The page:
Features in Spectra of IGS Dayboundary Polar Motion Discontinuities  
Interval  component  annual  semiannual  tidal alias lines  1.040 cpy harmonics  
19971999  PMx  Y      5^{th}, 7^{th}  
PMy  Y      5^{th}, 7^{th}  
20002002  PMx  Y    ?  3^{rd}?, 5^{th}, 7^{th}  
PMy    ?  ?  5^{th}, 7^{th}  
20032005  PMx  Y  ?  14.2, 9.4, 7.2?  5^{th}, 7^{th}  
PMy      14.2, 9.4, 7.2?  3^{rd}, 5^{th}, 7^{th}  
20062009.5  PMx  Y    14.2, 9.4, 7.2?  5^{th}, 7^{th}  
PMy  Y    14.2?, 9.4, 7.2?  5^{th}, 7^{th} 
In my previous examinations of reprocessed IGS polar motion results I have been inclined to accept the interpretation by Kouba (2003) that the narrow spectra features seen above are probably caused by aliasing of errors in the adopted subdaily EOP tide model. (For an elaborated list of the expected alias features, see the table of values provided Richard Ray, private communication March 2009, available at Ray (2009).)
That hypothesis still seems justified considering that the particular alias features predicted if the IERS2003 EOP tide model has significant errors are actually seen in the IGS spectra. For instance, the plots below show spectra differences when comparing the IERS2003 EOP tide model with test models kindly provided by Richard Ray (private communication, 2009) using tide heights from the TPXO7.1 and the GOT4.7 global tide models. (Full hydrodynamic model reconstructions of ocean currents were not updated for these tests.) By synthesizing pseudoobservations of subdaily polar motion variations using the old and new tide models at 5minute intervals, the expected impact on GPS estimates of polar motion and polar motion rates were computed and the modelonly dayboundary discontinuities found. Their spectra are shown below. This simplified treatment assumes that no part of the subdaily EOP tidal effects are absorbed into any other parameters, which is certainly not valid at the K1 and K2 (near the GPS orbital) periods. But the latter have alias lines at annual and semiannual periods, respectively, not in the submonthly band of prime interest here.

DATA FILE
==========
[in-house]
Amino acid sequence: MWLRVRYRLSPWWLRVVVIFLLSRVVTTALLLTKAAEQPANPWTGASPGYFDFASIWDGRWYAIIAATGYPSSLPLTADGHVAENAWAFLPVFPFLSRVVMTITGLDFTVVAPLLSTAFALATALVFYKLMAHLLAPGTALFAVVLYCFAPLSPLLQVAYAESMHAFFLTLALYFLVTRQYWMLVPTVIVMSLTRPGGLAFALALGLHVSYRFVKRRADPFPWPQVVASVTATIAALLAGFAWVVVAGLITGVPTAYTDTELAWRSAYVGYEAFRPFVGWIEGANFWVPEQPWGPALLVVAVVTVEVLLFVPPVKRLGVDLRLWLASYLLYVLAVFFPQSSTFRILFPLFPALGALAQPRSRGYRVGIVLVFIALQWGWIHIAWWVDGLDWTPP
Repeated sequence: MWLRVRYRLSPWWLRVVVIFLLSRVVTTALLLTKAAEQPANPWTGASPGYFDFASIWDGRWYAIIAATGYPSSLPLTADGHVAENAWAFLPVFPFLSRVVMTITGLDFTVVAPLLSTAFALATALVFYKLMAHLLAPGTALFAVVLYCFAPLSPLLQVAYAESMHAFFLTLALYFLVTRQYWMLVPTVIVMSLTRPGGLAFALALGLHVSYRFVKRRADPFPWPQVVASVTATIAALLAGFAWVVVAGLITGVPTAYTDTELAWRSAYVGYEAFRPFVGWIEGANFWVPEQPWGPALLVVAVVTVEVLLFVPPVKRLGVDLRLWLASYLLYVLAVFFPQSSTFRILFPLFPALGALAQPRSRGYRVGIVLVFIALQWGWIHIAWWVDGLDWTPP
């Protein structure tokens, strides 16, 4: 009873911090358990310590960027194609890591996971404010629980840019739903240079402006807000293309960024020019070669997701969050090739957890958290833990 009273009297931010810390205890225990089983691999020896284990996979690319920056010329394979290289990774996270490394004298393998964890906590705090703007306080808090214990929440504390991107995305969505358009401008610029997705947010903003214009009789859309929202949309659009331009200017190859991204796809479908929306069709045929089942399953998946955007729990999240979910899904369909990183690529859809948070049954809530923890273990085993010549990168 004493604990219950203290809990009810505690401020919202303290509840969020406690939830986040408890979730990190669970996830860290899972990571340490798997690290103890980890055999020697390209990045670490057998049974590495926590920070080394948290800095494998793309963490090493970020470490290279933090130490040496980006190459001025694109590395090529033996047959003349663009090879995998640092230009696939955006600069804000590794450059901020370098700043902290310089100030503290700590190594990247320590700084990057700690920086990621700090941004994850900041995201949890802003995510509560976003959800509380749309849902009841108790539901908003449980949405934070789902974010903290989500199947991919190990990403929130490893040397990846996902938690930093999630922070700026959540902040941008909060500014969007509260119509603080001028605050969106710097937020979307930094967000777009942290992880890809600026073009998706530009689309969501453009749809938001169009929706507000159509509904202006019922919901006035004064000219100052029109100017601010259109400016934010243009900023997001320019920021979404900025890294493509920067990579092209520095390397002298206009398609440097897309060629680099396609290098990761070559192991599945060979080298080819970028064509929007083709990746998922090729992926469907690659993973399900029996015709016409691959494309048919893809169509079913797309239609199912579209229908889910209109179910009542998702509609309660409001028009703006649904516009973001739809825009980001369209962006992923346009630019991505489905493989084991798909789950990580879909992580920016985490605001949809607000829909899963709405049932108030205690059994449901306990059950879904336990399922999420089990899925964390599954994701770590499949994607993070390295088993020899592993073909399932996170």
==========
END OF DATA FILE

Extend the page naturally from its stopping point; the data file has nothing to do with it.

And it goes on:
In this view, the narrow 14.2 d, 9.4 d, and 7.2 d spectral features for recent IGS results could be evidence for significant errors in the IERS2003 subdaily EOP tidal model for, respectively: O1; Q1 and/or N2; and σ1, 2Q1, 2N2, and/or μ2. In addition, at least some part of the large, broad annual power in the IGS discontinuities could be caused by errors in the EOP tides at K1 especially and perhaps P1 and T2.